Where is your sensitive business data right now? Chances are a good portion of it is on the road or in the skies, in the hands of mobile workers using smartphones to access corporate data while away from the office.
The sales force might be entering credit card orders from a customer site, the marketing staff might be accessing confidential product information at the print shop, and the CEO might be e-mailing a board member about a potential acquisition from the coffee shop on the corner.
Ask yourself how confident you are that all of these activities are following security best practices. Will you be able to retain control of the data if one of these devices is lost or stolen?
Fortunately, technology exists to help protect the confidentiality of sensitive information that is stored and transmitted while using smartphones and other mobile computing devices.
Encryption technology  can protect data from unauthorized disclosure; passcodes and screen-locking features can prevent casual access to a device by an unauthorized user; and management tools can help you apply these policies in a consistent, reliable fashion.
One of the first concerns on the mind of anyone responsible for smartphone security management is, what happens if one of my users loses their device? The easiest way to protect the data stored on smartphones from this type of accidental disclosure is to implement strong encryption on the device itself.
Encryption technology uses mathematical algorithms to render the data stored on a device unreadable without the proper encryption key. This provides a safeguard against even a determined hacker who extracts storage media from the smartphone and attempts to access it directly.
The two major smartphone platforms, BlackBerry’s BlackBerry OS and Apple's iOS, both support strong encryption using the government’s Advanced Encryption Standard (AES)  with a 256-bit encryption key.
This is certain to provide the level of security you need to put your mind at rest if a user’s device is lost or stolen. While the thief might gain a smartphone, your loss will be limited to the cost of the device and not the data stored on it.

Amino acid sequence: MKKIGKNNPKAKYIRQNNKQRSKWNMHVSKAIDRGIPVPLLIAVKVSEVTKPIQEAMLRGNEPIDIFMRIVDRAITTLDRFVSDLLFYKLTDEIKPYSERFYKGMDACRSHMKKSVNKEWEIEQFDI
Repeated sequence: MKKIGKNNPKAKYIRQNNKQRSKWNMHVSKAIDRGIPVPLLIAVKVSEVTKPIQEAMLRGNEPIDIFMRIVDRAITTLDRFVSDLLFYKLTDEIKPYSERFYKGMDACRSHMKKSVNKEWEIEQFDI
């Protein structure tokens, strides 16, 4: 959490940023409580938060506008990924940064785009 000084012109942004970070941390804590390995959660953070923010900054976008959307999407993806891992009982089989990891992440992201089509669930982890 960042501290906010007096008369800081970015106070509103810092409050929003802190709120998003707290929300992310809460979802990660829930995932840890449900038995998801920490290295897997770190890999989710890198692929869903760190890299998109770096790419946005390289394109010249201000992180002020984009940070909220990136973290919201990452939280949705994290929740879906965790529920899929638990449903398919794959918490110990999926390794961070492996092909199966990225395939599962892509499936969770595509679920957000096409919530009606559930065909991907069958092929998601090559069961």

Once the data stored on the device is protected, turn your attention to the secure transmission of data to and from the device. This is actually a somewhat complex undertaking with a basic underlying principle: Make sure that all of the data sent back and forth to the smartphone is encrypted. The methods used to obtain that encryption might vary depending upon the specific device and use case. Some possibilities include:
While implementing strong encryption technology is important, it's no substitute for the basic security measures that users should already be required to follow. Notably, all devices should have a passcode to protect them from unauthorized access.
All the encryption in the world is useless if a would-be data thief can simply pick up a device and start using it. It’s alarming to know that many users, if left on their own, fail to take advantage of passcode protection because of the inconvenience of entering the passcode each time they use the device.
Both BlackBerrys and iPhones react in a similar fashion when the wrong passcode is entered: They implement lengthier delays between each unsuccessful attempt, and eventually wipe the contents of the device. This foils the brute-force attempts of an attacker determined to try all 10,000 possible four-digit passcodes.
Administrators can choose to customize the exact requirements and device responses to meet the needs of their organization. For example, an organization with particularly sensitive information might lower the default device wipe threshold from 10 to four unsuccessful attempts. Just be wary of children who gain access to a device left out at home and accidentally wipe Mom’s or Dad’s smartphone. Be sure to have a strong data backup mechanism in place before implementing any type of automated wipe.
At this point, you might think all these security controls sound like great ideas, but how can you possibly ensure that every smartphone in your organization is properly configured? After all, it takes only one misconfigured device to jeopardize the security of an entire organization.
Fortunately, management tools exist that allow centralized security administration of phones.
Administrators of BlackBerry devices can use the BlackBerry Enterprise Server (BES) to mandate and monitor the security settings of their smartphones. Similarly, the iPhone allows administrators to control device security settings through Microsoft Exchange policies. Both platforms allow the configuration of specific security requirements as well as remotely wiping devices that are lost or stolen.
This capability also can prove useful if a former employee refuses to return a device belonging to the organization. In addition to disabling the user's account, it’s possible to remotely purge the smartphone of an organization’s data.
While these factors might seem daunting to security professionals, they also offer tremendous opportunities to increase the productivity of the mobile workforce. Proactive security managers can leverage encryption technology  to protect data stored or transmitted on these devices and use centralized administration tools to ensure that policies are applied consistently and effectively to all devices throughout the enterprise.